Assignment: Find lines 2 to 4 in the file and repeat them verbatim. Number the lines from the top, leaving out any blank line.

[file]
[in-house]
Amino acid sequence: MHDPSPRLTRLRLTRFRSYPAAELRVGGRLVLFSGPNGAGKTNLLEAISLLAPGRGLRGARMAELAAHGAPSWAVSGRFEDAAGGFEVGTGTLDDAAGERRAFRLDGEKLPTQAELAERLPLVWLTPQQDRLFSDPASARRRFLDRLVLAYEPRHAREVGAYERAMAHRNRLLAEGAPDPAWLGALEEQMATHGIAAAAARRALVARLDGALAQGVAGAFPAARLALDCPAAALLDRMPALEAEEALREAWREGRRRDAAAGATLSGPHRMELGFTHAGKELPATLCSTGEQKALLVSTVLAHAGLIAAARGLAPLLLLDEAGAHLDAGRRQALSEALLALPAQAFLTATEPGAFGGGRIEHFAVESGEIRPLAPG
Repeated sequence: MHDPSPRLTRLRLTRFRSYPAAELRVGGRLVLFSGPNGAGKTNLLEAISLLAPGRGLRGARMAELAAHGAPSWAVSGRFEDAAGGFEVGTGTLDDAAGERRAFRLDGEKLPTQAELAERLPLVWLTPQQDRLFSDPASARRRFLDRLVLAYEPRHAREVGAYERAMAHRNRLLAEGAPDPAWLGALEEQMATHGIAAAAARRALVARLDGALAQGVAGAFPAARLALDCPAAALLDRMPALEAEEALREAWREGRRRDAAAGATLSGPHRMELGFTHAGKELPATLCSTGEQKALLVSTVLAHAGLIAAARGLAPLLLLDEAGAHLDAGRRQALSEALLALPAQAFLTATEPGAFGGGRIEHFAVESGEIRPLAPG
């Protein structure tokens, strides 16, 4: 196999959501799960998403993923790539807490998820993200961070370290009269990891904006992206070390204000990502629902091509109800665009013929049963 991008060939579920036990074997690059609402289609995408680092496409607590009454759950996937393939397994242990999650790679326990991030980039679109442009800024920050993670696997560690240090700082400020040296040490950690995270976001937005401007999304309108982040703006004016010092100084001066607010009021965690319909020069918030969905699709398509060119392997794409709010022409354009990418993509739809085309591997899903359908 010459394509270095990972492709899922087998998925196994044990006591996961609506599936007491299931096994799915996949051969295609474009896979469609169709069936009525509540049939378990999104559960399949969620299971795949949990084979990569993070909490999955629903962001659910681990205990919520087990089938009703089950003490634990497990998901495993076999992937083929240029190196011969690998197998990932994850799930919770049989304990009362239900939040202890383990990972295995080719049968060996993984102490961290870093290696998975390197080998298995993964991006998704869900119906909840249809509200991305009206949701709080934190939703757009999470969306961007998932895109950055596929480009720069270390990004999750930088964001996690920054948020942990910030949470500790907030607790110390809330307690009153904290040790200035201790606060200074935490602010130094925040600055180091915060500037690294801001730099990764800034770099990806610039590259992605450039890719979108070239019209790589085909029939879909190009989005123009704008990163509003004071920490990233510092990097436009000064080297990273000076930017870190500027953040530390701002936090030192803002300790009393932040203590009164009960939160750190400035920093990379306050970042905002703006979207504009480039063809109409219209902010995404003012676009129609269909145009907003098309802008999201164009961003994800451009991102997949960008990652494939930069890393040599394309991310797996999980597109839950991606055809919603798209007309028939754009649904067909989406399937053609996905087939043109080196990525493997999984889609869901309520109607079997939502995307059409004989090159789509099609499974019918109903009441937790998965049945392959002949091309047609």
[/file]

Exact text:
Amino acid sequence: MHDPSPRLTRLRLTRFRSYPAAELRVGGRLVLFSGPNGAGKTNLLEAISLLAPGRGLRGARMAELAAHGAPSWAVSGRFEDAAGGFEVGTGTLDDAAGERRAFRLDGEKLPTQAELAERLPLVWLTPQQDRLFSDPASARRRFLDRLVLAYEPRHAREVGAYERAMAHRNRLLAEGAPDPAWLGALEEQMATHGIAAAAARRALVARLDGALAQGVAGAFPAARLALDCPAAALLDRMPALEAEEALREAWREGRRRDAAAGATLSGPHRMELGFTHAGKELPATLCSTGEQKALLVSTVLAHAGLIAAARGLAPLLLLDEAGAHLDAGRRQALSEALLALPAQAFLTATEPGAFGGGRIEHFAVESGEIRPLAPG
Repeated sequence: MHDPSPRLTRLRLTRFRSYPAAELRVGGRLVLFSGPNGAGKTNLLEAISLLAPGRGLRGARMAELAAHGAPSWAVSGRFEDAAGGFEVGTGTLDDAAGERRAFRLDGEKLPTQAELAERLPLVWLTPQQDRLFSDPASARRRFLDRLVLAYEPRHAREVGAYERAMAHRNRLLAEGAPDPAWLGALEEQMATHGIAAAAARRALVARLDGALAQGVAGAFPAARLALDCPAAALLDRMPALEAEEALREAWREGRRRDAAAGATLSGPHRMELGFTHAGKELPATLCSTGEQKALLVSTVLAHAGLIAAARGLAPLLLLDEAGAHLDAGRRQALSEALLALPAQAFLTATEPGAFGGGRIEHFAVESGEIRPLAPG
């Protein structure tokens, strides 16, 4: 196999959501799960998403993923790539807490998820993200961070370290009269990891904006992206070390204000990502629902091509109800665009013929049963 991008060939579920036990074997690059609402289609995408680092496409607590009454759950996937393939397994242990999650790679326990991030980039679109442009800024920050993670696997560690240090700082400020040296040490950690995270976001937005401007999304309108982040703006004016010092100084001066607010009021965690319909020069918030969905699709398509060119392997794409709010022409354009990418993509739809085309591997899903359908 010459394509270095990972492709899922087998998925196994044990006591996961609506599936007491299931096994799915996949051969295609474009896979469609169709069936009525509540049939378990999104559960399949969620299971795949949990084979990569993070909490999955629903962001659910681990205990919520087990089938009703089950003490634990497990998901495993076999992937083929240029190196011969690998197998990932994850799930919770049989304990009362239900939040202890383990990972295995080719049968060996993984102490961290870093290696998975390197080998298995993964991006998704869900119906909840249809509200991305009206949701709080934190939703757009999470969306961007998932895109950055596929480009720069270390990004999750930088964001996690920054948020942990910030949470500790907030607790110390809330307690009153904290040790200035201790606060200074935490602010130094925040600055180091915060500037690294801001730099990764800034770099990806610039590259992605450039890719979108070239019209790589085909029939879909190009989005123009704008990163509003004071920490990233510092990097436009000064080297990273000076930017870190500027953040530390701002936090030192803002300790009393932040203590009164009960939160750190400035920093990379306050970042905002703006979207504009480039063809109409219209902010995404003012676009129609269909145009907003098309802008999201164009961003994800451009991102997949960008990652494939930069890393040599394309991310797996999980597109839950991606055809919603798209007309028939754009649904067909989406399937053609996905087939043109080196990525493997999984889609869901309520109607079997939502995307059409004989090159789509099609499974019918109903009441937790998965049945392959002949091309047609």